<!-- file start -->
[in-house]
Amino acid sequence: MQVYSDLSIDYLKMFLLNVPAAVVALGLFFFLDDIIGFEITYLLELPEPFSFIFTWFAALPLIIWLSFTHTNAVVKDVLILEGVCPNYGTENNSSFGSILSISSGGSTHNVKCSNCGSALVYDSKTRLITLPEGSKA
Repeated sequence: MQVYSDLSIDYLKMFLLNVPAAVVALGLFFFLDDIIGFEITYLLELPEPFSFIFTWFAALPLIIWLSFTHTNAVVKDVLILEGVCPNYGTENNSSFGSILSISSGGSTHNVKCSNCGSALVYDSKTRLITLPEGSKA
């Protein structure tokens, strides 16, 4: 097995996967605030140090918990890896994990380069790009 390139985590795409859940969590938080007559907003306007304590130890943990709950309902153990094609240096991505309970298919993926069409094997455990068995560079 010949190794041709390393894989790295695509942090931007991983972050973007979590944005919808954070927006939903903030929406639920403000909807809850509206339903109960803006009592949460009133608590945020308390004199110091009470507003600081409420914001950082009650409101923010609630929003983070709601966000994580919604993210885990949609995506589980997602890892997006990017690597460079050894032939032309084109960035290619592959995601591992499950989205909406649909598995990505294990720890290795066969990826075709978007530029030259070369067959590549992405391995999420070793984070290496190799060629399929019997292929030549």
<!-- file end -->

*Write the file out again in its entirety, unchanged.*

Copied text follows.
[in-house]
Amino acid sequence: MQVYSDLSIDYLKMFLLNVPAAVVALGLFFFLDDIIGFEITYLLELPEPFSFIFTWFAALPLIIWLSFTHTNAVVKDVLILEGVCPNYGTENNSSFGSILSISSGGSTHNVKCSNCGSALVYDSKTRLITLPEGSKA
Repeated sequence: MQVYSDLSIDYLKMFLLNVPAAVVALGLFFFLDDIIGFEITYLLELPEPFSFIFTWFAALPLIIWLSFTHTNAVVKDVLILEGVCPNYGTENNSSFGSILSISSGGSTHNVKCSNCGSALVYDSKTRLITLPEGSKA
């Protein structure tokens, strides 16, 4: 097995996967605030140090918990890896994990380069790009 390139985590795409859940969590938080007559907003306007304590130890943990709950309902153990094609240096991505309970298919993926069409094997455990068995560079 010949190794041709390393894989790295695509942090931007991983972050973007979590944005919808954070927006939903903030929406639920403000909807809850509206339903109960803006009592949460009133608590945020308390004199110091009470507003600081409420914001950082009650409101923010609630929003983070709601966000994580919604993210885990949609995506589980997602890892997006990017690597460079050894032939032309084109960035290619592959995601591992499950989205909406649909598995990505294990720890290795066969990826075709978007530029030259070369067959590549992405391995999420070793984070290496190799060629399929019997292929030549």